The book has 17 chapters, few photos and drawings, 2 pages of bibliography (mostly authors such as Zecharia Sitchin, Robert Bauval Graham Hancock, William Bramley, Barbara Thiering and several others) and after finishing reading it, I was wondering about several issues, some of them below (or maybe I'm just a bit farfetched with my thinking here):
-Since "they" (those advanced "humans") have been here on this planet for a very long time (after all, we can assume that they did help to create/improve "us") where exactly are they now? Are they actually still here? The book "Invisible Residents: The Reality of Underwater UFOs" by Ivan Sanderson and something simple as typing "UFO on paintings" in google suggests that they could be still here (and the most obvious - or should I say, logical - choice for a "hiding place" would be underwater)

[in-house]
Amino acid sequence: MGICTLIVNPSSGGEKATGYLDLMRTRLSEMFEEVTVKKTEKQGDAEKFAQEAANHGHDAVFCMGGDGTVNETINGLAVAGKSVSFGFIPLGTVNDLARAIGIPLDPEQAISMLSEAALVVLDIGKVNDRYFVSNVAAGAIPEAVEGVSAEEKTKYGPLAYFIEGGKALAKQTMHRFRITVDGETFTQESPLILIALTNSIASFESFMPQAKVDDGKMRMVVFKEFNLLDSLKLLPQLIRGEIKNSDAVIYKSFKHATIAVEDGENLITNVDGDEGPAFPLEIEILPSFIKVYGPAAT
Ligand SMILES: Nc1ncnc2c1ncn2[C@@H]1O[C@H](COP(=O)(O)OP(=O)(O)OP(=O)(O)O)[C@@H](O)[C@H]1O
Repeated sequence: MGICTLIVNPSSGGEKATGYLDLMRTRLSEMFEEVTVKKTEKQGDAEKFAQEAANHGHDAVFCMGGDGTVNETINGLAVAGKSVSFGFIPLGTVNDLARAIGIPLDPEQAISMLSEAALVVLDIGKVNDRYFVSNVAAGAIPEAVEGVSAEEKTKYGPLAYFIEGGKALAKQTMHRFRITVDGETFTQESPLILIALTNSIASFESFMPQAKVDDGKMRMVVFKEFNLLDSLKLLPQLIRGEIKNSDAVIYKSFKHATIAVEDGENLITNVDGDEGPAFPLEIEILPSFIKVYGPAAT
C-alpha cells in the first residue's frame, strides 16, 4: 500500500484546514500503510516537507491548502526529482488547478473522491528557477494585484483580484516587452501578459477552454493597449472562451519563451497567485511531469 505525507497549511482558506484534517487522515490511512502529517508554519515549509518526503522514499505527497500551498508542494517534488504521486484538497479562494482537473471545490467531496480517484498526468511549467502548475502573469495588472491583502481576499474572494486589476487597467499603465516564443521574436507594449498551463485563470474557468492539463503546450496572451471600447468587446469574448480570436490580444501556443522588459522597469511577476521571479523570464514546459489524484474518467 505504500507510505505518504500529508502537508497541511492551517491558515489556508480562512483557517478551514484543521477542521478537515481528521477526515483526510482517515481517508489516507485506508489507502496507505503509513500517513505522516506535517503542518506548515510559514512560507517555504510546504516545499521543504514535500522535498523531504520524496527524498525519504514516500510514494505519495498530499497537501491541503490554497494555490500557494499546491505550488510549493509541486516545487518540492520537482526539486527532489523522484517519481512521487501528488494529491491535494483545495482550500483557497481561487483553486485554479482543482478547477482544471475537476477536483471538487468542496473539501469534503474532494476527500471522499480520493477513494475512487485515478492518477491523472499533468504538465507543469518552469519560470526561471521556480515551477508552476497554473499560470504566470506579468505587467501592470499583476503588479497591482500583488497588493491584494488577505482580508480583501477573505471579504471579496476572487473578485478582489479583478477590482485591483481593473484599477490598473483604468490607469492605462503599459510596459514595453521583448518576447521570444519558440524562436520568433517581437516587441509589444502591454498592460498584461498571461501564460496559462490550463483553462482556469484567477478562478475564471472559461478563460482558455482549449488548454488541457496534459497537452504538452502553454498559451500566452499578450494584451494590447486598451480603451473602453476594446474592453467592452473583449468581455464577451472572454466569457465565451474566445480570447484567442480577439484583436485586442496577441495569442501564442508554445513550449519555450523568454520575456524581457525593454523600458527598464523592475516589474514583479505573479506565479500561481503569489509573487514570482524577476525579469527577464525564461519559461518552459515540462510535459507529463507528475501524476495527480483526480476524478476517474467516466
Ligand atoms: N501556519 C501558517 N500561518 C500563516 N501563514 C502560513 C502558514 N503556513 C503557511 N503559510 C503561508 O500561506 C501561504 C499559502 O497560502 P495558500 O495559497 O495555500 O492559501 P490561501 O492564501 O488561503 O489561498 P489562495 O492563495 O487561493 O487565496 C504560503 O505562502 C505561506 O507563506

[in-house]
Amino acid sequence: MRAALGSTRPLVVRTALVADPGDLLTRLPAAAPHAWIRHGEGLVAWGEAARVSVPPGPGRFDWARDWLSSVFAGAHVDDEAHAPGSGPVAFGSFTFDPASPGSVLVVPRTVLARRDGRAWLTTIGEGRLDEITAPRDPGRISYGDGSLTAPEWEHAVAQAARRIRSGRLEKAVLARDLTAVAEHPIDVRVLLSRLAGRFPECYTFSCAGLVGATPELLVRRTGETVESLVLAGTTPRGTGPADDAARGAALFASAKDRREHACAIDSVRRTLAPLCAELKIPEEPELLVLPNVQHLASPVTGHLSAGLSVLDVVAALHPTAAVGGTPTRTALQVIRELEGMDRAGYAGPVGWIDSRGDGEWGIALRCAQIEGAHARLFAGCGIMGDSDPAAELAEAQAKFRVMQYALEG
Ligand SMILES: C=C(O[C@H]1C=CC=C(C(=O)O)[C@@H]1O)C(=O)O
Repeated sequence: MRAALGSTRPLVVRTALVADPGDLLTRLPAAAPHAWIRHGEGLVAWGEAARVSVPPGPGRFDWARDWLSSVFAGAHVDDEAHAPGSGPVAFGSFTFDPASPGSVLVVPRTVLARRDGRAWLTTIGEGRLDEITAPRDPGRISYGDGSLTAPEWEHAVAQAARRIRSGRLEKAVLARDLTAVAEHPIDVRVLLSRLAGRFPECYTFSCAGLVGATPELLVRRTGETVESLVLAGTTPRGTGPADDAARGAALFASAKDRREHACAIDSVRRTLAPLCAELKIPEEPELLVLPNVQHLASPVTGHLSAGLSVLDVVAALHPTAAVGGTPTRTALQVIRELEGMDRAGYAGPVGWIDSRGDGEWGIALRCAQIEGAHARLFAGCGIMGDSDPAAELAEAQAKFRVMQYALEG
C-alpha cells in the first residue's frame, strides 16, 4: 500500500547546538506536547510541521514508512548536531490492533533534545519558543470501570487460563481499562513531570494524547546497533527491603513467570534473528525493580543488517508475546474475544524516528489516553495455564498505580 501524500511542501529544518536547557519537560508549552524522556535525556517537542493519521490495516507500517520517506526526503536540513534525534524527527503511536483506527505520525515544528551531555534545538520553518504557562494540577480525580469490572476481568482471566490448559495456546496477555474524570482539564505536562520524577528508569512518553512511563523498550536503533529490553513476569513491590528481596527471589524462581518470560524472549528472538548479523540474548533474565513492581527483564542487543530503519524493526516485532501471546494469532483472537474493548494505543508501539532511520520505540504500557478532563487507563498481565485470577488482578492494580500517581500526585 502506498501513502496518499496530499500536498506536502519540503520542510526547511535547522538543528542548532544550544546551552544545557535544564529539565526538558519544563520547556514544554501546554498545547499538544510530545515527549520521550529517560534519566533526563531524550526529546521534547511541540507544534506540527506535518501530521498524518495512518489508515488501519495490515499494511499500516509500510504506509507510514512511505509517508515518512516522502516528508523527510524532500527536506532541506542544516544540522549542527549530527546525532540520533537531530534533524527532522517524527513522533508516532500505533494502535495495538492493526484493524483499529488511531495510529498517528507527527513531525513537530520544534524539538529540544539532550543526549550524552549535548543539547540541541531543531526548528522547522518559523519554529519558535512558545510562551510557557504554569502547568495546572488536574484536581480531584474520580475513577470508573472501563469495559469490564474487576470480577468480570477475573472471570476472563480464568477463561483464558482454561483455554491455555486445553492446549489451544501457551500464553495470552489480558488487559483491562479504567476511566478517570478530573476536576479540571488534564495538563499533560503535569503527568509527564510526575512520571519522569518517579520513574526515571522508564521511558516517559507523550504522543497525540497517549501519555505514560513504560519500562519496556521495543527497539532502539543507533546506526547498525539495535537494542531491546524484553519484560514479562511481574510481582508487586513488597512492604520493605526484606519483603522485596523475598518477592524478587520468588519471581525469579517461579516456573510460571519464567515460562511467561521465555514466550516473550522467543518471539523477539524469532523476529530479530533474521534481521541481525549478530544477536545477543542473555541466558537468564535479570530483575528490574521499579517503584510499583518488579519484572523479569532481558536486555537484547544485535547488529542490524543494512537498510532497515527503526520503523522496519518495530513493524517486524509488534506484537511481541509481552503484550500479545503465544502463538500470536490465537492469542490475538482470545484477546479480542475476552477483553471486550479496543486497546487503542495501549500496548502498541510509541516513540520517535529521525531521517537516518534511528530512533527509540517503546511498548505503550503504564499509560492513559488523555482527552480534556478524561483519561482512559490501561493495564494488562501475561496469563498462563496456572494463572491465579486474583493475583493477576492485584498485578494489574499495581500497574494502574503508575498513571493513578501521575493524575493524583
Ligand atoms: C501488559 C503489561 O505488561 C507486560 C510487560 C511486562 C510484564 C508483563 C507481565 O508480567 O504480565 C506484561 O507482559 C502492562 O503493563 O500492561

-Was "water of life" or a "fountain of life" a combination of "stem cells" technology and something that "fixes" telomerase and improves telomeres?
-Our technology is slowly catching up with the technology that "they" had long time ago. What happens if it actually catches up? Will "they" allow something like this to happen (assuming that they are still here) or will they simply try to wipe "us" out before that happens? What happen if in 50-100 years our technologies will surpass theirs? Would "they" allow that?